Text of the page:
The attempted rape case against former Temple University Alpha Epsilon Pi president Ari Goldstein is heading to trial.
On July 19, at Goldstein’s preliminary hearing, Philadelphia Municipal Court Judge Lydia Kirkland determined there was enough evidence for the case to proceed. She ordered Goldstein to stand trial for attempted rape, intimidation of a witness/victim, indecent assault, unlawful restraint, simple assault, false imprisonment and attempted sexual assault. The formal arraignment is set for Aug. 2.
Authorities arrested Goldstein, 21, at Logan International Airport in Boston in May on his way to Israel for a Birthright trip. Goldstein, who had stepped down from his position as AEPI’s president weeks before, received multiple charges stemming from a Feb. 25 incident.
According to reports, a 19-year-old female Temple University student testified at the hearing, where she said Goldstein invited her into his room to smoke marijuana with other fraternity members at an AEPi party. When she entered his room, she saw no one else there. She said he locked the door and tried to force her to perform a sex act on him.
An affidavit of probable cause said that he held her down and that she eventually managed to kick him and run away.
“They struggled for a lengthy period of time,” Assistant District Attorney Lauren Stram told CBS Philly. “She made efforts to leave.”
Goldstein’s defense attorney, Perry de Marco Sr., told CBS Philly that this case was an example of the #MeToo movement becoming overzealous.
“This is #MeToo gone wild,” de Marco said outside of the courtroom, with a cigar in hand. “I guarantee it. I guarantee that if I don’t show you that, when this trial is over, I’ll stand on my head in the middle of Filbert Street.”
He said he wanted a local trial with a jury made up of Northeast Philadelphians with relatives in the police force.
In an interview with the Exponent, de Marco said that 30 years ago, a case like this wouldn’t have been prosecuted based on this testimony.
“People just seem to be thinking a different way about this kind of subject matter,” de Marco said. “I believe it played a role in the motivation for the victim to allege these charges and the circumstances in which she did allege them.”
In May, de Marco expressed a similar sentiment.
“[This case] is going to involve some of the major attitudes in the United States and the world actually about crimes of this nature, movements that I know, I know from the evidence I have, played a big, big part in this entire case,” de Marco said less than a week after police had arrested Goldstein. “I am fully prepared to prove it.”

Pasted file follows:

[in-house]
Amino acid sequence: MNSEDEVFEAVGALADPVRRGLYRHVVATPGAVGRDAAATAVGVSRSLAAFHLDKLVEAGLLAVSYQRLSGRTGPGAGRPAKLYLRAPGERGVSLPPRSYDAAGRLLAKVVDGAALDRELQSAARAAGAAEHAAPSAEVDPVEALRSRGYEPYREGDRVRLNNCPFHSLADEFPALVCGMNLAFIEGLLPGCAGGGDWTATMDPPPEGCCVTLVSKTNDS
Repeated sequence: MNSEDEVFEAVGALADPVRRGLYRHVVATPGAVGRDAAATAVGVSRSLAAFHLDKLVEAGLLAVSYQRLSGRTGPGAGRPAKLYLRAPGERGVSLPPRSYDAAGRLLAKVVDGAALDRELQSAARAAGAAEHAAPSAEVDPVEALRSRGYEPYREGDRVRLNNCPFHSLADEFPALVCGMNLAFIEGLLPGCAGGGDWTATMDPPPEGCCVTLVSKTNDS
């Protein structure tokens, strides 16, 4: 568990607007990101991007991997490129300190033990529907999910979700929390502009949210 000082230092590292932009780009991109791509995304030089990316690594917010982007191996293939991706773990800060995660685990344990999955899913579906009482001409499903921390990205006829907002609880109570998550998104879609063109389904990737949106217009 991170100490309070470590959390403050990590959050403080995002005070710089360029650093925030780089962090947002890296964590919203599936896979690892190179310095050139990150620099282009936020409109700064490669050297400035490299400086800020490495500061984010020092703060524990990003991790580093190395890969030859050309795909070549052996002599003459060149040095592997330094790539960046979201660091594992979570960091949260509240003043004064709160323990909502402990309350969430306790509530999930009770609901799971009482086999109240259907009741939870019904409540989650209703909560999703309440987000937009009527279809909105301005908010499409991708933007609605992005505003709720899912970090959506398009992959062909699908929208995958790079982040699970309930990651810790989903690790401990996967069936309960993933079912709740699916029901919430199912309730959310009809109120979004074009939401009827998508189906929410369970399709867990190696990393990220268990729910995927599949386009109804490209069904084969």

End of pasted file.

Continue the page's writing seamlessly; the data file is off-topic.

This would not be the first time an attorney has used #MeToo to defend a client charged with sexual assault. Defense attorneys have used it to select jurors, ask for trial delays and argue that prosecutors were motivated by political pressure from the movement.
“There was a preliminary hearing where a judge heard testimony from a witness and determined that the case should go forward,” said Ben Waxman, director of communications at the Philadelphia District Attorney’s Office. “Mr. de Marco is free to make whatever arguments he would like in the press, but this case is moving forward based on evidence.”
On April 20, Temple University Police issued a notice saying that Temple University had received several credible reports of underage drinking, excessive use of alcohol, possible drug use and sexual misconduct, including sexual assault, at AEPi. As a result, the university suspended the chapter.
Ray Betzner, Temple’s chief university spokesman, said that every student there takes a mandatory online course on sexual misconduct. In the past two years, the university established a reporting and support hotline in partnership with Women Organized Against Rape.
Jonathan Pierce, a past international president of the AEPi fraternity and its media spokesman, said the fraternity did not have any statement beyond what they had previously said about cooperating with the authorities.
As for the Temple chapter, Pierce said there are no plans or timeline to resume activity.
“We’ll let the legal process play out,” Pierce said.